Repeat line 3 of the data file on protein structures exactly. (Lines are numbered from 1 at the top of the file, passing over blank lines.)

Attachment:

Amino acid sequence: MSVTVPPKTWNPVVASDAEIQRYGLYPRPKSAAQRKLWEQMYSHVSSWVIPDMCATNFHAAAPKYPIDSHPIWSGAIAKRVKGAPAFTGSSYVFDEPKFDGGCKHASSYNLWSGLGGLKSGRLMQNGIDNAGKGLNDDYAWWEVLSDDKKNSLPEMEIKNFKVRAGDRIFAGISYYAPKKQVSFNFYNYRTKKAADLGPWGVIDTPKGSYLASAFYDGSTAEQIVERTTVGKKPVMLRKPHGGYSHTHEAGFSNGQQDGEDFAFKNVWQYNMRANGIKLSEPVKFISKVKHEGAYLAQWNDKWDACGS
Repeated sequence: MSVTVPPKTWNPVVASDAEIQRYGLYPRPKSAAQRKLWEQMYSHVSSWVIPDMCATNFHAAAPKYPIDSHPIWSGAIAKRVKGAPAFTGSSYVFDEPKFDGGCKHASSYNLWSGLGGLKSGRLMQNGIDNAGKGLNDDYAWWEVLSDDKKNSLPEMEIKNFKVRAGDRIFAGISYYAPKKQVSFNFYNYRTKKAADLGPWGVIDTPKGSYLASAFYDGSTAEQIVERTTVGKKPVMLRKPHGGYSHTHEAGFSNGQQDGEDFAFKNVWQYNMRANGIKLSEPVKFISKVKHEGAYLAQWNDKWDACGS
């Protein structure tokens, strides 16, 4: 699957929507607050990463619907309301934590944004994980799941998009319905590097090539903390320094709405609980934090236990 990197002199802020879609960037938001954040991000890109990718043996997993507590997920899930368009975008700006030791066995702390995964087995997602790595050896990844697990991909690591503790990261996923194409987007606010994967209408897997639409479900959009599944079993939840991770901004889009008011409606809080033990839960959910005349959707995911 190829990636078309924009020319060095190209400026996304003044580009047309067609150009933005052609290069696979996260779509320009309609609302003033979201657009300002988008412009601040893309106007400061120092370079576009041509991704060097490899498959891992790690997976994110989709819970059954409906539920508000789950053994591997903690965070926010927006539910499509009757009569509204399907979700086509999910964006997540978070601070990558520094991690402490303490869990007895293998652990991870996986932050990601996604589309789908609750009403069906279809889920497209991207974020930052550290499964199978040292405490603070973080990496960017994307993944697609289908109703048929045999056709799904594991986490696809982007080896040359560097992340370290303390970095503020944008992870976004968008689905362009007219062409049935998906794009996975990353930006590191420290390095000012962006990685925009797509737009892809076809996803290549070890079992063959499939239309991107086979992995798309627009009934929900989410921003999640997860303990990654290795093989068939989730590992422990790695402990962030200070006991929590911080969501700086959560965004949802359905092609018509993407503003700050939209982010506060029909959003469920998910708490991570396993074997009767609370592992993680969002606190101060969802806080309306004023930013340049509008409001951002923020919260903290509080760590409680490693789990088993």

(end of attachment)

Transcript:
């Protein structure tokens, strides 16, 4: 699957929507607050990463619907309301934590944004994980799941998009319905590097090539903390320094709405609980934090236990 990197002199802020879609960037938001954040991000890109990718043996997993507590997920899930368009975008700006030791066995702390995964087995997602790595050896990844697990991909690591503790990261996923194409987007606010994967209408897997639409479900959009599944079993939840991770901004889009008011409606809080033990839960959910005349959707995911 190829990636078309924009020319060095190209400026996304003044580009047309067609150009933005052609290069696979996260779509320009309609609302003033979201657009300002988008412009601040893309106007400061120092370079576009041509991704060097490899498959891992790690997976994110989709819970059954409906539920508000789950053994591997903690965070926010927006539910499509009757009569509204399907979700086509999910964006997540978070601070990558520094991690402490303490869990007895293998652990991870996986932050990601996604589309789908609750009403069906279809889920497209991207974020930052550290499964199978040292405490603070973080990496960017994307993944697609289908109703048929045999056709799904594991986490696809982007080896040359560097992340370290303390970095503020944008992870976004968008689905362009007219062409049935998906794009996975990353930006590191420290390095000012962006990685925009797509737009892809076809996803290549070890079992063959499939239309991107086979992995798309627009009934929900989410921003999640997860303990990654290795093989068939989730590992422990790695402990962030200070006991929590911080969501700086959560965004949802359905092609018509993407503003700050939209982010506060029909959003469920998910708490991570396993074997009767609370592992993680969002606190101060969802806080309306004023930013340049509008409001951002923020919260903290509080760590409680490693789990088993």